Happy International Pallas’s Cat Day
International Pallas’s Cat Day is today! Did you know that out of the 41 cat species, 34 are “small cats” many of which are threatened and lacking in knowledge and conservation action? The Pallas’s Cat is one of these small cats.
One of the world’s most secretive cats
Pallas’s Cats primarily live in the grassland and shrub-land steppe of Central Asia, but is found as far west as Western Iran and previously was known to inhabit Armenia and Azerbaijan. The core populations of Pallas’s Cat exist in Mongolia and China. These cats can live in elevation of 5,050 meters on the Tibetan Plateau.
This secretive cat is rarely seen so getting an estimate on population is difficult. With the addition of camera traps, images of the fluffy cat with the expressive face are popping up more frequently. Also known as Manul cats, a name of Mongolian origin, this wild cat is about the same size as our domestic cats, even though they appear much bigger. The Pallas’s Cat has an amazing 9,000 hairs per square centimeter. The hair can be up to 7 centimeters in length, making their fur longer and denser than any other cat!
The reclusive behavior and rarity of the species previously prevented conservation action being implemented. The threats to Pallas’s Cat are habitat degradation and fragmentation. The degradation is occurring due to increased human population and the expansion of animal husbandry across the species range. Over-hunting and poisoning of the Pallas’s Cat prey base is another serious threat.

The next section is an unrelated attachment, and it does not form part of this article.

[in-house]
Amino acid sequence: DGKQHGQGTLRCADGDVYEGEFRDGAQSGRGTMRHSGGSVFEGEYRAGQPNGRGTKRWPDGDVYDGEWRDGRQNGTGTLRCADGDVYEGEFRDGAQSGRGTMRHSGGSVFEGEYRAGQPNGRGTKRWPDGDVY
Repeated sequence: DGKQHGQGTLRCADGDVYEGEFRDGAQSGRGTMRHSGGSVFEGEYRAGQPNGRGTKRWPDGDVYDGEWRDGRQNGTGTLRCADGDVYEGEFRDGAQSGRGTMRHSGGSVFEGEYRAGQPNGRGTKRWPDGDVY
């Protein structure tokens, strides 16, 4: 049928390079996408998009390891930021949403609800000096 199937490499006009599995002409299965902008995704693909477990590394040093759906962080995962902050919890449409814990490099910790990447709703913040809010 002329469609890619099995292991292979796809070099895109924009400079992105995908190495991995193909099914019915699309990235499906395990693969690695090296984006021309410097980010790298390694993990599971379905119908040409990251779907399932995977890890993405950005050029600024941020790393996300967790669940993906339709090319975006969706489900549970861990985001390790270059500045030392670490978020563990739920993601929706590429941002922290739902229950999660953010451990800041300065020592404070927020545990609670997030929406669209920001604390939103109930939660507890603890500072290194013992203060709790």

Pallas’s Cat Gets Global Conservation Attention
To improve the understanding and global conservation efforts the Pallas’s Cat International Conservation Alliance was form in 2016 through a collaboration between the Royal Zoological Society of Scotland, Nordens Ark Zoo of Sweden and the Snow Leopard Trust with funding and support by Foundation Segre. This is an ambitious project working with range country field researchers, the Pallas’s cat working group (PCWG), conservation organisations, zoological collections and conservation specialists.
OBJECTIVE OF PICA
The objectives of PICA are:
- PALLAS’S CAT DISTRIBUTION AND SURVEY TECHNIQUES
- BASIC ECOLOGY
- AWARENESS AND COMMUNICATION
- DEVELOPMENT OF CONSERVATION ACTION PLAN
Education and awareness are crucial to conservation
If people do not know about Pallas’s cats, then it is nearly impossible to earn support or interest in conservation projects no matter how passionate you feel about them. This is critically important in range countries where local people’s’ activities can have both negative and positive impacts on the cats you are trying to save.
Pallas’s Cat International Conservation Alliance (PICA) focuses on ensuring a varied education and awareness campaign. PICA concentrates on the cats’ range countries, but develops standardised education materials, translated into multiple languages, for use across countries but also in Zoological collections around the globe to increase awareness of Pallas’s cats.
International Pallas’s Cat Day on Facebook
Today you can follow updates on facebook posted by the International Pallas’s Cat Day page.
Here is a fun video to share with your friends to help bring awareness to this amazing cat. Use #internationalpallascatday and/or #pallascatday
Thank you for caring for all cats big and small!